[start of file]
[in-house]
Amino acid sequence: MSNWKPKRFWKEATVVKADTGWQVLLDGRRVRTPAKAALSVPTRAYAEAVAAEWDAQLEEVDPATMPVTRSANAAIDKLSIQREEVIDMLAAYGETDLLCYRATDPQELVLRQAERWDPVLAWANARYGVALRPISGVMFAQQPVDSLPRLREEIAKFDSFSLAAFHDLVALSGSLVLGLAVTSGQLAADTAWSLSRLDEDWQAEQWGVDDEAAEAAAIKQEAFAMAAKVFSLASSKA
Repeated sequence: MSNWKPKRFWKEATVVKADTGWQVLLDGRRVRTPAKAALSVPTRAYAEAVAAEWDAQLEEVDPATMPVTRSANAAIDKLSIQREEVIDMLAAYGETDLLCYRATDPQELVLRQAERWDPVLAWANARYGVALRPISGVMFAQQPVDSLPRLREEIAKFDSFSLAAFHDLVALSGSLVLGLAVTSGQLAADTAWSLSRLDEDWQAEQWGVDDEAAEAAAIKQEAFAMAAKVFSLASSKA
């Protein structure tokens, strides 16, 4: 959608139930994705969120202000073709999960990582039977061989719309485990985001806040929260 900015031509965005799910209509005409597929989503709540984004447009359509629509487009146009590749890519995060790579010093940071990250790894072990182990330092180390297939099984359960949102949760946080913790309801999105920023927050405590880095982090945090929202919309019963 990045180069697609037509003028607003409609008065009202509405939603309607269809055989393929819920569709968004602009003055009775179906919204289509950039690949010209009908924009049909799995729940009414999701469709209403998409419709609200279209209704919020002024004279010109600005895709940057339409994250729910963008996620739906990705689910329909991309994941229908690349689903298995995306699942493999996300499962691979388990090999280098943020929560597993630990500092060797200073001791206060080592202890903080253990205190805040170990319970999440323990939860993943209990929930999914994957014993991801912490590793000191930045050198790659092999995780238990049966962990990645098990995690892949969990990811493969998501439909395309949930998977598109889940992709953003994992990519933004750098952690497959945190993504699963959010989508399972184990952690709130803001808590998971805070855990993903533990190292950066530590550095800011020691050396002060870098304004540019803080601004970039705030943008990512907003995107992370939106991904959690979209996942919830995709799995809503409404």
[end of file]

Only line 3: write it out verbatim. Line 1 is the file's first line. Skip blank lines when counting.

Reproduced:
Repeated sequence: MSNWKPKRFWKEATVVKADTGWQVLLDGRRVRTPAKAALSVPTRAYAEAVAAEWDAQLEEVDPATMPVTRSANAAIDKLSIQREEVIDMLAAYGETDLLCYRATDPQELVLRQAERWDPVLAWANARYGVALRPISGVMFAQQPVDSLPRLREEIAKFDSFSLAAFHDLVALSGSLVLGLAVTSGQLAADTAWSLSRLDEDWQAEQWGVDDEAAEAAAIKQEAFAMAAKVFSLASSKA